It's just coaching

"It's just coaching"

As a mentor supporting people who coach disabled players, I have found myself using the phrase “It’s JUST coaching” more and more recently.  

I need to clarify though – I don’t mean ‘just coaching’ in the sense of ‘merely’ coaching. Anyone who helps in any way is doing their bit for others.  

What I mean is that some people are apprehensive about coaching disabled people, without realising that they already have many of the tools to deliver inclusive, enjoyable, and challenging practices. Mentoring is often just helping them recognise their strengths and reflect on how simple adaptions can include players with different needs. (Don’t worry - it’s just coaching!) 

The FA’s Football Your Way - Three Step Challenge has tips on using ‘STEP’ (Youth Sports Trust, 2022) (considering Space, Task, Equipment, People & Safety) to be more inclusive and change the level of challenge. With a little knowledge of someone’s needs, this simple strategy will help any coach adapt their practices more effectively. 

For me, the best way of getting this knowledge is to ask the player! E.g. what colours they can distinguish, how far away the ball can be seen, and are simple written instructions helpful? 

Another useful coaching tool is the activity inclusion model below (fourth generation: the activity inclusion model april 2017 AIM evolved from Black & Stevenson’s inclusion spectrum) which supports a player-centered approach. It helps you think about what players can do instead of what they can’t do, and helps you make sessions appropriate to players’ different motivations and needs.  AIM encourages you to consider the player's ability, the activity, the player's impairment and the setting when designing you practice. It provides 4 different practice types:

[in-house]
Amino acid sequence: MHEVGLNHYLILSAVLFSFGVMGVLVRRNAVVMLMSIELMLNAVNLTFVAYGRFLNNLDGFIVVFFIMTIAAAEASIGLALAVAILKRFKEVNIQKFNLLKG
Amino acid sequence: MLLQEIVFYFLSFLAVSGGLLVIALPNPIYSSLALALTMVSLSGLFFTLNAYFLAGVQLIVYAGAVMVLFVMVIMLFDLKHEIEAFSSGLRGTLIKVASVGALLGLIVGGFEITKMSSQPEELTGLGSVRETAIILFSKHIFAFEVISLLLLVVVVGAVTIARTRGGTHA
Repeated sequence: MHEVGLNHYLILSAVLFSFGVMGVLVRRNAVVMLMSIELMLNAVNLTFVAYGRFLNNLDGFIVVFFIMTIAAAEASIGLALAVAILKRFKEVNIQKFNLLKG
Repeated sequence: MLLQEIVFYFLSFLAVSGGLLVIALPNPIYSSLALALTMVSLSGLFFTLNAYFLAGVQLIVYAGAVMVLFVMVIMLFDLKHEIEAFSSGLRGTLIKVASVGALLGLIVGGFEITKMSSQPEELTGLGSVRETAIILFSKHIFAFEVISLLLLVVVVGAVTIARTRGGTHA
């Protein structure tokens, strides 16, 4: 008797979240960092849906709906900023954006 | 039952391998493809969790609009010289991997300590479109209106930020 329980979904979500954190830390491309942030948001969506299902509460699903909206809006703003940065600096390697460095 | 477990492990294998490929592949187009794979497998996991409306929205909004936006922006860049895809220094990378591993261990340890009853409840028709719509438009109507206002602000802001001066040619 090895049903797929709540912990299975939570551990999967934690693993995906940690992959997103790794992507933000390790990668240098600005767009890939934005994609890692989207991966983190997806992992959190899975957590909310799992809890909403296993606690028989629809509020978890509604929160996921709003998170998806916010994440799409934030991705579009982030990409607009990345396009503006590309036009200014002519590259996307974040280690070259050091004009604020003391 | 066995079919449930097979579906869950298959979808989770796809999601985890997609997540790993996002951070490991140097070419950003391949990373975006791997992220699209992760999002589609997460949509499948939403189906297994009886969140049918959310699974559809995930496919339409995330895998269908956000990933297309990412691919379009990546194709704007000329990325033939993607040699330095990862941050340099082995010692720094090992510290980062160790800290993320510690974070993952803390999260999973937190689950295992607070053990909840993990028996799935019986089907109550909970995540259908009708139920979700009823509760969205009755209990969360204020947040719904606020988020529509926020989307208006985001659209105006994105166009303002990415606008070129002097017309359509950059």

Open practice - This type of activity is simple – everyone does the same thing. Players can work at their own level, but nothing is changed, adapted or modified. Open practices also give you time to assess your players – maybe during a warm-up activity – to work out how you can meet their individual needs. 

Modified practice - In this approach, you design one main activity for your group. You then adapt this activity to meet the needs of different individuals. Using STEP is a great way to do this.  

Parallel practice - Everyone takes part in the same type of activity, but players are organised into groups according to ability and the activity is set at a level to match this.